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The speech “I Have a Dream” by Martin Luther King, is a compelling one, designed to foster faith among a people, who are victims of gross prejudice. How may the rhetorical devices used by King have aided him in achieving his goals?
In his speech, “I Have a Dream”, Martin Luther King successfully uses an array of rhetorical devices in order to implant faith into the minds and hearts of the audience. Despite the many challenges that the majority of his audience faced during such a time of segregation and prejudice, King encourages them to have faith in the future and what he dreams will become a country free of prejudice and racism.
One device that King uses to foster faith within the audience is structure. Through structure, King is able to provide context to three different types of audiences. The structure of the speech is presented in a chronological manner—firstly addressing the past, followed by the present and lastly the future. In the first portion of the speech, King addresses the hardships faced by blacks in the past—appealing directly to those who were experiencing the effects of racism first hand. By making specific historical references, King is able to cause the audience to yearn for and have faith in his vision for the future. One example of this is when King speaks of the emancipation proclamation and how “once hundred years later, the life of the Negro is still sadly crippled by the manacles of segregation and the chains of discrimination…” By using terms such as “manacles” and “chains,” which are clear references to the time of slavery, King enables the audience to evoke emotions of anger and pain that would hopefully lead to a change; resulting in a better tomorrow. Another example of this is when King says that blacks are living “on a lonely island of poverty in the midst of a vast ocean of material prosperity.” This aids King in promoting hope as it encourages unity. It calls for the whites to think of the pain and troubles that blacks were and still are facing in America and how they were essentially the cause of that sufferings.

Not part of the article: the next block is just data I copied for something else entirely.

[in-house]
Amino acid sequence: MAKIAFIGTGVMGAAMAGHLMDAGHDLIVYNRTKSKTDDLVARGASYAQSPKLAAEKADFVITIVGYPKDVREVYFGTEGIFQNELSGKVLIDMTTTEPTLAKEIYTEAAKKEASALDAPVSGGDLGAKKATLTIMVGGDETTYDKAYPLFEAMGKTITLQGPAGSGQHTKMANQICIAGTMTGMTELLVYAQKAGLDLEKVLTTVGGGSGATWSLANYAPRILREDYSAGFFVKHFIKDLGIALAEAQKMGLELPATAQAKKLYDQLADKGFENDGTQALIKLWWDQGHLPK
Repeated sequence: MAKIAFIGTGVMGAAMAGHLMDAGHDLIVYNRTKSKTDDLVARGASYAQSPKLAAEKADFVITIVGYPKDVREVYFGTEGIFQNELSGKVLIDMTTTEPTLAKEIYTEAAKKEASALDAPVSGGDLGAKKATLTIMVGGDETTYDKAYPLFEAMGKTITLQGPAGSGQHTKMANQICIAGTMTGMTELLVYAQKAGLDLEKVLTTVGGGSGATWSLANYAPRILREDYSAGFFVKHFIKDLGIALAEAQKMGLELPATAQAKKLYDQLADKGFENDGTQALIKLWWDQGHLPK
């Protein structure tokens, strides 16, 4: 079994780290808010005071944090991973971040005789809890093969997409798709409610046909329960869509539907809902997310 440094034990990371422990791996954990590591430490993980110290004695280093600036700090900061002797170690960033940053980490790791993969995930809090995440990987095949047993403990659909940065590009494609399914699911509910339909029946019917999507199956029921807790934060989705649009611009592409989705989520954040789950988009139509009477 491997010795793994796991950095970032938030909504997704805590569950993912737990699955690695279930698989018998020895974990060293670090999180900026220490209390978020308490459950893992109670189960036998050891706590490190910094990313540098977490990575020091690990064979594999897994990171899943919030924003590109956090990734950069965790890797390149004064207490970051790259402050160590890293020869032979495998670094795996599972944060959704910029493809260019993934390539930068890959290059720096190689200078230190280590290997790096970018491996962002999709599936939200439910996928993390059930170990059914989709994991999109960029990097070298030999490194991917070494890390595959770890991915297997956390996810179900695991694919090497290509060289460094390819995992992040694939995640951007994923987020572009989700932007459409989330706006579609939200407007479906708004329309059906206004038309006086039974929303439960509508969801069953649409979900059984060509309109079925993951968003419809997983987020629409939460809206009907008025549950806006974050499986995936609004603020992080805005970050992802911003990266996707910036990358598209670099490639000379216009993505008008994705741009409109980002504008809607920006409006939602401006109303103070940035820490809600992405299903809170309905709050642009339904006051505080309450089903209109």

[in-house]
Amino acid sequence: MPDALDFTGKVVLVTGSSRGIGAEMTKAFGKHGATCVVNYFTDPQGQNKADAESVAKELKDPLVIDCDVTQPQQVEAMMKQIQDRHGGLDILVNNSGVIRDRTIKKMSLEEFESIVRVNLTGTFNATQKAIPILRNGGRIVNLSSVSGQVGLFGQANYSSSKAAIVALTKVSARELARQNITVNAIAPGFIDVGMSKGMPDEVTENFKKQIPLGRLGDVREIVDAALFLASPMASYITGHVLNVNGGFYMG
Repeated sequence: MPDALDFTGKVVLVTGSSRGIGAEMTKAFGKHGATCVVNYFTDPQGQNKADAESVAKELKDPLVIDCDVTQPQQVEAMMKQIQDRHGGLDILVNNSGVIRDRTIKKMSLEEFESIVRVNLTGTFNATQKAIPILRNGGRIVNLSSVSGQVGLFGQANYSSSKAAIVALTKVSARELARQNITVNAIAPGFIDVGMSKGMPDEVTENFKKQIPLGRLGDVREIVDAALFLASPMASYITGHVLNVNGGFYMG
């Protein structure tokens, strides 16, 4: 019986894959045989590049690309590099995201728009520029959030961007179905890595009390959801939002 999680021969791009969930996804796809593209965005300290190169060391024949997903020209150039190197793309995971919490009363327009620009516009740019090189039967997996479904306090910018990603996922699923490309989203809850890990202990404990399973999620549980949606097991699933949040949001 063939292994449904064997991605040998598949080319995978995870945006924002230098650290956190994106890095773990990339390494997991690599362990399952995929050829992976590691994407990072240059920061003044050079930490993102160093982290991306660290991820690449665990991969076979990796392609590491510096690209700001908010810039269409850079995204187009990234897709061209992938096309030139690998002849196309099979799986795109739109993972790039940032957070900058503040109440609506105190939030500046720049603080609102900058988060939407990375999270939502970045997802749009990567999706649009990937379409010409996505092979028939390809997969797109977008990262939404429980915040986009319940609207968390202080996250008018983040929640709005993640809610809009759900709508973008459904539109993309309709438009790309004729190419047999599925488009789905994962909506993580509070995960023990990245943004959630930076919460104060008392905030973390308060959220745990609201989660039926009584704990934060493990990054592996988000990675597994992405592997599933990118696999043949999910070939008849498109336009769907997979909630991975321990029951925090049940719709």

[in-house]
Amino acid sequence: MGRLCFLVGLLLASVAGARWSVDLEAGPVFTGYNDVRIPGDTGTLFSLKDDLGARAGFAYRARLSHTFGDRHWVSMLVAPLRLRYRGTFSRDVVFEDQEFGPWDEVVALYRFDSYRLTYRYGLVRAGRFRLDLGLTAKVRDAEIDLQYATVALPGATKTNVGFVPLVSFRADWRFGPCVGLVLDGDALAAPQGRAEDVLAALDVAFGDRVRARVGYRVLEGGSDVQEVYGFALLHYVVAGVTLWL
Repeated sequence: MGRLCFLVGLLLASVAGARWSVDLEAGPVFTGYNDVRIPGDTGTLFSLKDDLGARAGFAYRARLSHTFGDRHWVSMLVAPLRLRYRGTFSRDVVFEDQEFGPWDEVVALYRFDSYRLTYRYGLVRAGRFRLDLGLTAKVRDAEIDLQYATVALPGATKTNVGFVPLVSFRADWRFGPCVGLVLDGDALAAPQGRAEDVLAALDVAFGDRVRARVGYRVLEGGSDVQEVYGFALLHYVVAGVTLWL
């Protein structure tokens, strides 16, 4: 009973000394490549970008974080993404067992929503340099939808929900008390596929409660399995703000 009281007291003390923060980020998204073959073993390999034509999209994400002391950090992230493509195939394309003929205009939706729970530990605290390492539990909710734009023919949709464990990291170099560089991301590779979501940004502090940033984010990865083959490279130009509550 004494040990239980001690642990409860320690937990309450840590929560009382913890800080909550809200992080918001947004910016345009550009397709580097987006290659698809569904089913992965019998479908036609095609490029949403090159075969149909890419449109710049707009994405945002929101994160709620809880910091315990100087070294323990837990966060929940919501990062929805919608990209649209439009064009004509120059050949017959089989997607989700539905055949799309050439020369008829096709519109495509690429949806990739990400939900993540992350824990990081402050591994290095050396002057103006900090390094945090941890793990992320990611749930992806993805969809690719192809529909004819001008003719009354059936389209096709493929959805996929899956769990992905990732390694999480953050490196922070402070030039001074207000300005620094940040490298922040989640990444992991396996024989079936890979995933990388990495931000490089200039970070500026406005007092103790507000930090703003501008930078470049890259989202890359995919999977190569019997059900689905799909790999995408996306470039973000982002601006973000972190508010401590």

In the second section of the speech, King discusses the present and the civil rights movement. It is in this section that he addresses the second type of audience; the whites with a racist mentality. King makes a variety of biblical references that allows the audience to understand the essence and necessity of the civil rights movement. One thing that King makes clear in his speech is that his vision of equality should not be obtained through violence. This concept appeals to ethos as it allows the audience to understand and respect what kind of person King is. This context shows that King is a man of peace and that he isn’t willing to overlook what he believes to be ethically right in order to get what he wants. Not only is this concept of not reacting (and almost taking on the role of martyrs) a reference to religion, but so is the way in which it is said. King speaks very prophetically throughout the entire speech but the way he delivers this concept sounds as if it was quoted directly from the bible itself. An example of this is: “Let us not seek to satisfy our thirst for freedom by drinking from the cup of bitterness and hatred.” King’s use of biblical allusions is effective as it reminds the audience that everything that he mentions is in agreement with the bible and that they should support his vision. By making both historical and biblical references throughout the speech, King enables the audience to trust him and what he is saying. This trust that King builds with the audience allows him to become one step further in fostering faith in the audience.